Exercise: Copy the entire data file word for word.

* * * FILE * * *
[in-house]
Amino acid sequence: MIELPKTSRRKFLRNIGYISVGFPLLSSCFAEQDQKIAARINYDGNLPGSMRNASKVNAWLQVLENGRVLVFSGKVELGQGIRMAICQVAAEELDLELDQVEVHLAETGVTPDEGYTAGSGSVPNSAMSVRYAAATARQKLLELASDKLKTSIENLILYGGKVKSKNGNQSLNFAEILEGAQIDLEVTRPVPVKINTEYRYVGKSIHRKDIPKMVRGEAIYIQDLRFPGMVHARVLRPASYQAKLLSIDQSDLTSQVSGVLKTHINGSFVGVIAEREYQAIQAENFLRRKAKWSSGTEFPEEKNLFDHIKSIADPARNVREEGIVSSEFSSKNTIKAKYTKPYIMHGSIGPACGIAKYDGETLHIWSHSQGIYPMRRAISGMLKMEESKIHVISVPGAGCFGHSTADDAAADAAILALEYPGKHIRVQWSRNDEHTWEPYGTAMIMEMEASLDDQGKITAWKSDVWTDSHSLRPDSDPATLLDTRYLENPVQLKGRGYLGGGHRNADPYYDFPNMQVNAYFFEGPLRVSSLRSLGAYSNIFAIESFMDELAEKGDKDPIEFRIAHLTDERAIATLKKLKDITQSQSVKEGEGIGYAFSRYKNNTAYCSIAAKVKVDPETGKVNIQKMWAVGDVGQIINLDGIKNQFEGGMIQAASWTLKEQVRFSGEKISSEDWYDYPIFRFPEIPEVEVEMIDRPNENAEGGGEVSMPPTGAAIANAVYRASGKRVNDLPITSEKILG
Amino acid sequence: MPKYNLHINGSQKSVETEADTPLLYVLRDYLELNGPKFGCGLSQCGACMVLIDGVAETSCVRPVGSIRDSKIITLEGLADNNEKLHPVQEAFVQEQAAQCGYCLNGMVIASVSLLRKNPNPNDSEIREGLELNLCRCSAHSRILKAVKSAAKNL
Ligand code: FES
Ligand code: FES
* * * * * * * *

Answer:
[in-house]
Amino acid sequence: MIELPKTSRRKFLRNIGYISVGFPLLSSCFAEQDQKIAARINYDGNLPGSMRNASKVNAWLQVLENGRVLVFSGKVELGQGIRMAICQVAAEELDLELDQVEVHLAETGVTPDEGYTAGSGSVPNSAMSVRYAAATARQKLLELASDKLKTSIENLILYGGKVKSKNGNQSLNFAEILEGAQIDLEVTRPVPVKINTEYRYVGKSIHRKDIPKMVRGEAIYIQDLRFPGMVHARVLRPASYQAKLLSIDQSDLTSQVSGVLKTHINGSFVGVIAEREYQAIQAENFLRRKAKWSSGTEFPEEKNLFDHIKSIADPARNVREEGIVSSEFSSKNTIKAKYTKPYIMHGSIGPACGIAKYDGETLHIWSHSQGIYPMRRAISGMLKMEESKIHVISVPGAGCFGHSTADDAAADAAILALEYPGKHIRVQWSRNDEHTWEPYGTAMIMEMEASLDDQGKITAWKSDVWTDSHSLRPDSDPATLLDTRYLENPVQLKGRGYLGGGHRNADPYYDFPNMQVNAYFFEGPLRVSSLRSLGAYSNIFAIESFMDELAEKGDKDPIEFRIAHLTDERAIATLKKLKDITQSQSVKEGEGIGYAFSRYKNNTAYCSIAAKVKVDPETGKVNIQKMWAVGDVGQIINLDGIKNQFEGGMIQAASWTLKEQVRFSGEKISSEDWYDYPIFRFPEIPEVEVEMIDRPNENAEGGGEVSMPPTGAAIANAVYRASGKRVNDLPITSEKILG
Amino acid sequence: MPKYNLHINGSQKSVETEADTPLLYVLRDYLELNGPKFGCGLSQCGACMVLIDGVAETSCVRPVGSIRDSKIITLEGLADNNEKLHPVQEAFVQEQAAQCGYCLNGMVIASVSLLRKNPNPNDSEIREGLELNLCRCSAHSRILKAVKSAAKNL
Ligand code: FES
Ligand code: FES